You may soon see a vehicle that has both direct fuel injection and port fuel injection. It could be a Toyota, Ford or other make. It can be confusing because for a long time we were told that direct fuel injection was better than port fuel injection. To get the best power and economy from an engine, some engineers realized that both injection systems could be used on the same engine.
During the past decade, we have learned to deal with the shortcomings of direct fuel injection. The first thing that comes to mind is carbon deposits on the intake valves. The second problem was soot produced at higher combustion pressures during high-load and low-speed conditions. While not an issue you could see, it would eventually hurt the life of the oil.
Both of these issues with direct injection were not problems with port fuel injection. However, port fuel injection is not as efficient as or produces as much power as direct fuel injection under certain conditions. The answer for some OEMs has been both direct and port fuel injectors on the same engine.
Port fuel injection can have better vaporization under certain conditions. But, port fuel droplets can drop out of suspension when they hit the intake valve before entering the combustion chamber. Direct fuel injection is better at cooling the combustion chamber and controlling fuel trims under certain conditions. However, under certain engine speed and load conditions, direct injection can produce soot due to a lack of vaporization. Under some circumstances, port fuel injection will provide more torque, like during initial throttle tip in.
Toyota was one of the first to use port and direct fuel injection on their eight-cylinder engines in 2008 on some Lexus V8 engines. In the past three years, Audi, Ford and Toyota have introduced engines using port and direct fuel injected engines. These are not limited production engines; these are base engines that sell in the millions.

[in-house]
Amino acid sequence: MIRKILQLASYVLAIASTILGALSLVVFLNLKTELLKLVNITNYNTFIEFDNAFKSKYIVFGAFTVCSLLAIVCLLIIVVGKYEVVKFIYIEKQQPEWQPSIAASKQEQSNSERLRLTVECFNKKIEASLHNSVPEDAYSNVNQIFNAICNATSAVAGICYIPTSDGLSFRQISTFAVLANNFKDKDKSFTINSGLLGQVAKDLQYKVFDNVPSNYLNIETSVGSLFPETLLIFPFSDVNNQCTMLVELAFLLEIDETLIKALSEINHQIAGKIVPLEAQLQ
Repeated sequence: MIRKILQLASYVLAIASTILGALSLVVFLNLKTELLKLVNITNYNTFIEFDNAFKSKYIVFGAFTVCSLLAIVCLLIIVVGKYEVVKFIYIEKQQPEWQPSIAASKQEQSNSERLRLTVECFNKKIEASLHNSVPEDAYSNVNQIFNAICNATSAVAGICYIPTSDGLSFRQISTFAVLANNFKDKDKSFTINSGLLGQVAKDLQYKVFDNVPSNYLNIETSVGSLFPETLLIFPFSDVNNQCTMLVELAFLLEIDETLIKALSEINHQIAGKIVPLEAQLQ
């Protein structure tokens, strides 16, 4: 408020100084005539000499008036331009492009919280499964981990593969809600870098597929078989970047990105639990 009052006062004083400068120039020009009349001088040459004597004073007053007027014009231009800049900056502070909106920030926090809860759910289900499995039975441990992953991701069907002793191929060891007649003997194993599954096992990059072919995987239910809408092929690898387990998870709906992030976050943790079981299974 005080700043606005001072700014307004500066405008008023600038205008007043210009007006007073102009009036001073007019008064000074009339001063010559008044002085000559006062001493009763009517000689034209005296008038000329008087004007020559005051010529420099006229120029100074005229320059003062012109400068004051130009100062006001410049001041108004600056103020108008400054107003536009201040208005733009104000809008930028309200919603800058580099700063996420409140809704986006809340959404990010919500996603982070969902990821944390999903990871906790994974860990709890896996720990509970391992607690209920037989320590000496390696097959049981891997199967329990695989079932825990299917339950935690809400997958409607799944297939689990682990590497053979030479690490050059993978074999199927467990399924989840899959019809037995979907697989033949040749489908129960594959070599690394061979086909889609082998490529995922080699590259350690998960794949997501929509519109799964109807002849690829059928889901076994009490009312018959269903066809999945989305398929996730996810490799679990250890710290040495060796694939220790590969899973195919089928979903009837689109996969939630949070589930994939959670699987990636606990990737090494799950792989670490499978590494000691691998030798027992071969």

On 2017 and newer Ford engines with dual fuel injection systems, both the direct fuel injection system and the port fuel injection system are used to deliver fuel to the engine. Dual injector systems can be found on four-cylinder, V6 and V8 engines.
During heavy acceleration or higher engine loads, the direct fuel injection system is used to provide fuel to the engine. During idle, or low engine load conditions, the port fuel injection system is used to deliver fuel to the engine.
Both fuel injection systems may not be active at the same time. The PCM will ignore any related fuel system sensor inputs if either fuel injection system is inactive. Related fuel injector DTCs can only be set while the direct fuel injection system or the port fuel injection system is active. A scan tool may be used to activate either system to assist in isolating the fuel injector concerns.
Toyota calls this system the D-4S or Dynamic Force Engine (the “S” stands for superior) and the earliest application was on the Lexus GS SUV with the V8. The D-4S system is not a “cold start” or “dousing” injector system, like that on V6 engines from the early to late 2000s.
The direct fuel injectors are just like any other direct fuel injection system. And, the port fuel injectors are not there to clean the intake valves; these injectors work to provide fuel to the engine. Both sets of injectors work together for the best possible fuel mixture in the cylinder.
But, port fuel injection and direct fuel injection systems each have their advantages and disadvantages.
Toyota uses a blended approach to using port and direct fuel injection to give the best possible performance, emissions and economy. It is difficult to say when the port, direct or both injectors are active because it depends on many variables like throttle position, load, engine speed, and even engine temperature.
More and more engines are getting the D-4S injection system. It started with the Lexus on the GS models in 2007. In 2012, the Toyota/Scion FR-S F86 received the D-4S. The Highlander and Tacoma also received the D-4S systems in 2015 as an option. The latest vehicle to get it is the four-cylinder used in the 2017 Camry. The best way to spot one of these engines is to look for port fuel injectors and a high-pressure fuel pump.